It concerns a story that comes later in the book of Acts, the story of Paul and Silas being imprisoned for exorcising a demon from a fortune-telling girl. Once she couldn’t tell fortunes any more, her owners’ finances were threatened. So they had Paul and Silas thrown deep into the innermost cell of a prison, with their feet in stocks.
Despite their dire situation, Paul and Silas sang hymns joyfully. Then an earthquake shook their chains loose. The jailer, assuming the two evangelists had escaped, was ready to fall on his sword.
But Paul stopped him. He and Silas hadn’t even left the jail.
The jailer brought them outside and asked them, “Sirs, what must I do to be saved?”
And they answered, “Believe on the Lord Jesus and you will be saved….”
That seems to verify that theology we grew up with, doesn’t it? Believe and you will be saved.
But Rev. Honeycutt reads the passage a little differently. He points out that in response to imprisonment, Paul and Silas … sang. In response to being released from their chains … they sat tight.
So to the jailer’s question, “What must I do to be saved?”, Rev. Honeycutt responds: “Please understand that his question had less to do with the next life, and everything to do with this one. He could’ve put it another way to Paul and Silas: ‘How in the world can I get in my life what you seem to have in yours?’ ”
Being saved … has less to do with the next life and everything to do with this one.
Being saved means a bit more than an insurance policy for the hereafter. Being saved means being Jesus’s witnesses by behaving as he instructed.
So what did he instruct? Oh, my. How to choose?
“Whoever wants to be first must be last of all and servant of all.” (Mark 9: 35) That’s the gospel of Mark.
“Make purses for yourselves that do not wear out, an unfailing treasure in heaven, where no thief comes near and no moth destroys. For where your treasure is, there your heart will be also.” (Luke 12: 33-34) The gospel of Luke.
“If I, your Lord and Teacher, have washed your feet, you also ought to wash one another’s feet. For I have set you an example, that you also should do as I have done to you.” (John 13: 14-15) The gospel of John.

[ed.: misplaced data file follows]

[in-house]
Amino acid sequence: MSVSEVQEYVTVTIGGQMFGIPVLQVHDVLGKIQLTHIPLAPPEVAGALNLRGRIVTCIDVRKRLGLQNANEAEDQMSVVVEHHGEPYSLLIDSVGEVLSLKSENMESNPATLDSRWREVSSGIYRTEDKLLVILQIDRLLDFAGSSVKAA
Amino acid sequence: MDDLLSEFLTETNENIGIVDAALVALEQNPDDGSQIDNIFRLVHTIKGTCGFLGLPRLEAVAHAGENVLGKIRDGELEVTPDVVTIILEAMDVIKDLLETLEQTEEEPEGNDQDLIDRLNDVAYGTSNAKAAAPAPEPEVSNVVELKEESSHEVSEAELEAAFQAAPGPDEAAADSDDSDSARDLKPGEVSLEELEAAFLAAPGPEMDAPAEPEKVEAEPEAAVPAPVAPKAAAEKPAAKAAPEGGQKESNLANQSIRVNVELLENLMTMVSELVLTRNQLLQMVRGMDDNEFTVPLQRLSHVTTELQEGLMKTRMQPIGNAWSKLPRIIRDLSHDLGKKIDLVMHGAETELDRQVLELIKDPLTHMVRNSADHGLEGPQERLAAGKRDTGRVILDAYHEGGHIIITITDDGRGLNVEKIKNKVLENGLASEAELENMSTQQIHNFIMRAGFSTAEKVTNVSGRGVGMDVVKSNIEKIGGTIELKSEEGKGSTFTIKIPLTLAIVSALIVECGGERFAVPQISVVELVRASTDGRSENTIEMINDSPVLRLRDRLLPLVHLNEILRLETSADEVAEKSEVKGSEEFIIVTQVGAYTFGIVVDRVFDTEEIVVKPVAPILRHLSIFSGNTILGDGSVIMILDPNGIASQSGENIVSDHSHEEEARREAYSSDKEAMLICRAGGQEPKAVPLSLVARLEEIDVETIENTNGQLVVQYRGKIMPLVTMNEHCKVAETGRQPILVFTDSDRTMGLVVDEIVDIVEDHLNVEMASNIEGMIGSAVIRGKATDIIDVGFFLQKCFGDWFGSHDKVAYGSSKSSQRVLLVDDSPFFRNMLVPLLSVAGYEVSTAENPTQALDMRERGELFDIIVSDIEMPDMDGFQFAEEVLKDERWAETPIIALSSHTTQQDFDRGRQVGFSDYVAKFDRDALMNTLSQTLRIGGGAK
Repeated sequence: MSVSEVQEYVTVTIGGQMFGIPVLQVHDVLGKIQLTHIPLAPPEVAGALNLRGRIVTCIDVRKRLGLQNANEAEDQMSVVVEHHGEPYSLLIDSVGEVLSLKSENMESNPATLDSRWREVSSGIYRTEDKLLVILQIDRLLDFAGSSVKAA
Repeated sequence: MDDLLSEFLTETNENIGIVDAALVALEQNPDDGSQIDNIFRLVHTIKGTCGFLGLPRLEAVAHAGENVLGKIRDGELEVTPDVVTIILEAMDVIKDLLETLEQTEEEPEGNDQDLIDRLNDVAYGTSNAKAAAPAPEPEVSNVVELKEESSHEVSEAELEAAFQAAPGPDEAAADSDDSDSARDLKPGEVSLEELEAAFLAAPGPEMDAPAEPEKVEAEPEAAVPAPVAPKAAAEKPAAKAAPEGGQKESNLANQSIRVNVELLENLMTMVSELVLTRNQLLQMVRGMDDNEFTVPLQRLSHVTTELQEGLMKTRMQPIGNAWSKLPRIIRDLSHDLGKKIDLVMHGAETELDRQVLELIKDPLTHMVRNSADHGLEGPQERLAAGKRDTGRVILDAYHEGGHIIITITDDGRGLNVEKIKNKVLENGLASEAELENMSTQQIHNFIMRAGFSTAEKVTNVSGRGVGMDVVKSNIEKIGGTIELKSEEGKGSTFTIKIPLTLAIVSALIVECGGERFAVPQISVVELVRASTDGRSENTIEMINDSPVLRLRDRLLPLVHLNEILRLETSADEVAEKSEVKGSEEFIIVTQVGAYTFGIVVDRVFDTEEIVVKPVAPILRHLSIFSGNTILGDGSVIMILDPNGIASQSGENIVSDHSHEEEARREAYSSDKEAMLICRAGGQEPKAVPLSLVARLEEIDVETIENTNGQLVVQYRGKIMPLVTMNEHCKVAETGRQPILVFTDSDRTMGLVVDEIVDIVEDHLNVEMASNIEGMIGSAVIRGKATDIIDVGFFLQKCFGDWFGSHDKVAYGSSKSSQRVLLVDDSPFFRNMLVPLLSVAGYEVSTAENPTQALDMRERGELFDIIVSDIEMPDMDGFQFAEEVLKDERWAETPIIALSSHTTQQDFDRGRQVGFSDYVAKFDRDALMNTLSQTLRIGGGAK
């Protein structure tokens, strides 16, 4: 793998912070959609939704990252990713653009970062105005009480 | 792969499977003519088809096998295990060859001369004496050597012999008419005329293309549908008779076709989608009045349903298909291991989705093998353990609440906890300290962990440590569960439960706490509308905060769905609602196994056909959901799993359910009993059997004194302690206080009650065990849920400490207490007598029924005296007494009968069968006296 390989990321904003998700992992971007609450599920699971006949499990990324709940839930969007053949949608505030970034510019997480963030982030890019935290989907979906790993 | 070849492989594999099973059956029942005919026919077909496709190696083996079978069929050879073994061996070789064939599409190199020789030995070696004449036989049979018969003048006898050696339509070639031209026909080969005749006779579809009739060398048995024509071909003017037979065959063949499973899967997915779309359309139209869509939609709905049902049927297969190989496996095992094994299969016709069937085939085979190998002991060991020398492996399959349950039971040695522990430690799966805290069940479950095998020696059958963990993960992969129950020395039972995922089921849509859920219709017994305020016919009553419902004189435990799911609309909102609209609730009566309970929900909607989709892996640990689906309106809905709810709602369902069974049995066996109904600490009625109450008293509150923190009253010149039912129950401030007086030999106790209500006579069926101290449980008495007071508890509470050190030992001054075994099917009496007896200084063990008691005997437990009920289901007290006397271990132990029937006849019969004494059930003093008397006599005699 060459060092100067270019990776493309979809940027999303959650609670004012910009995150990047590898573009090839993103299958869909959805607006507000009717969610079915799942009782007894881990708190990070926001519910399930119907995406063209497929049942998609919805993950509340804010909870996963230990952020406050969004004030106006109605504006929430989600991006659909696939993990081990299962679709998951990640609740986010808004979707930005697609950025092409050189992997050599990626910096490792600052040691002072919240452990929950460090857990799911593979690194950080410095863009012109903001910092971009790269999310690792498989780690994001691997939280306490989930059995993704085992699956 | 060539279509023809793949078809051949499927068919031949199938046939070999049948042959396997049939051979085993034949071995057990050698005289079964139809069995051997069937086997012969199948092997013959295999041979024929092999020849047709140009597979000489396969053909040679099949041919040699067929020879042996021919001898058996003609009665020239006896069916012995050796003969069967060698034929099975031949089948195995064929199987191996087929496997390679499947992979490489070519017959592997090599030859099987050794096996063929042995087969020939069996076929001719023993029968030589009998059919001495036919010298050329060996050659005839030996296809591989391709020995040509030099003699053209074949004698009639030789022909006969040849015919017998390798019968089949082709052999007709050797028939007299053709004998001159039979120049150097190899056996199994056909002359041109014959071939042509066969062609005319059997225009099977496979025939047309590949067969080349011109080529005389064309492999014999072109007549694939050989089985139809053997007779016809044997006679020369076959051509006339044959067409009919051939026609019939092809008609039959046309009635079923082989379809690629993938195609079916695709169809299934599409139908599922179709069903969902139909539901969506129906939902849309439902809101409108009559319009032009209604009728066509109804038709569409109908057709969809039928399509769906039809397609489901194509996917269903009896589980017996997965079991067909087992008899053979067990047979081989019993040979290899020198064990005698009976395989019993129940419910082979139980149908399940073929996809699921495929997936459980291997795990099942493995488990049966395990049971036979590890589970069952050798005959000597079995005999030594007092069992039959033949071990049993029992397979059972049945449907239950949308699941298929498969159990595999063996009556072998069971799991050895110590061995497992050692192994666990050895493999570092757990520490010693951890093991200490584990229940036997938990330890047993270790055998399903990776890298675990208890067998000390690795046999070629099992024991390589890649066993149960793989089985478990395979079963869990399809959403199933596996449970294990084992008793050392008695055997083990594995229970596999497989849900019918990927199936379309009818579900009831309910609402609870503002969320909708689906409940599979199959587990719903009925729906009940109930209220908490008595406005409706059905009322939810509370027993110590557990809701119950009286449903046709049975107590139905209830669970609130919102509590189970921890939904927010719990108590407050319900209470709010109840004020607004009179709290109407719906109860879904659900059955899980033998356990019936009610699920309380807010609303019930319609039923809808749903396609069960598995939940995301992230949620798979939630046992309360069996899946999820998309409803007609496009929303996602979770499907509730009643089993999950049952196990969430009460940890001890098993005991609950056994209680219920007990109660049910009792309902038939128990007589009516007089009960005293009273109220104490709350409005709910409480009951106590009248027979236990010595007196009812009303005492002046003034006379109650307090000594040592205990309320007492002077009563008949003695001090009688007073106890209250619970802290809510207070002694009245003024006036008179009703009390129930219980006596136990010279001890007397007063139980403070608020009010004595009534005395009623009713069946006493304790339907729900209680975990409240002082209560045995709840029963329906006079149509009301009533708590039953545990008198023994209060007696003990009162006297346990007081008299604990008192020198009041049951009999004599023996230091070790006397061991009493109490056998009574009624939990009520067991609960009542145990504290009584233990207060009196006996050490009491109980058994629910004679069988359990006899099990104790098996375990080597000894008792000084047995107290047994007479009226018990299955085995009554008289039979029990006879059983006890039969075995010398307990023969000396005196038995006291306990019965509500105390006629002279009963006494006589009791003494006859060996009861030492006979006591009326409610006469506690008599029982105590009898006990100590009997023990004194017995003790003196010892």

“Truly I tell you, just as you did it to one of the least of these who are members of my family, you did it to me.” (Matthew 25: 40) The gospel of Matthew.
Over and over and over in our Scriptures we hear these commands to care for each other, to live in service to each other, to deny ourselves to help someone else.
That can play out in macro ways – to join Greenville’s usual suspects in creating affordable housing. Or that can play out in micro ways – to help one person get back on his feet.
Last week our Triune Circles director Cheri Shumate showed me a picture of this season’s Circles volunteers. They were sitting in rows in the dining hall, smiling for the camera. We have 23 people in this round – lawyers and teachers and architects and photographers and engineers and retirees.
Thirteen of them -- Ryan and Jeff and Wayne, Stan and Robert and Mara, Jo-Carol and Vickie and Paul, Melanie and Joe and Susanne and Mike -- are regular worshipers in this congregation. Most of the others have visited here occasionally.
Each of those 23 people has committed to meeting every Monday evening for a year with a brother or sister who wants to move out of a situation. To move toward a better job or better housing, to learn to trust, to make a better life.
Most amazingly, Cheri has urged the volunteers to share their vulnerabilities with their Circle leader. The leader is the one who’s trying to make changes.
And so these 23 volunteers have shared hurts and doubts and broken places in their own lives as they seek to form little family circles for people who don’t have one.
I think these folks are doing what those angels in Luke’s story intended. They are looking around on earth for the people who need their help.
Men and women of Greenville, why do you stand looking up towards heaven?
Our faith is not about saving ourselves for an afterlife.
Our faith is not about wondering what heaven will be like.
Our faith is about living right here as our Savior taught us.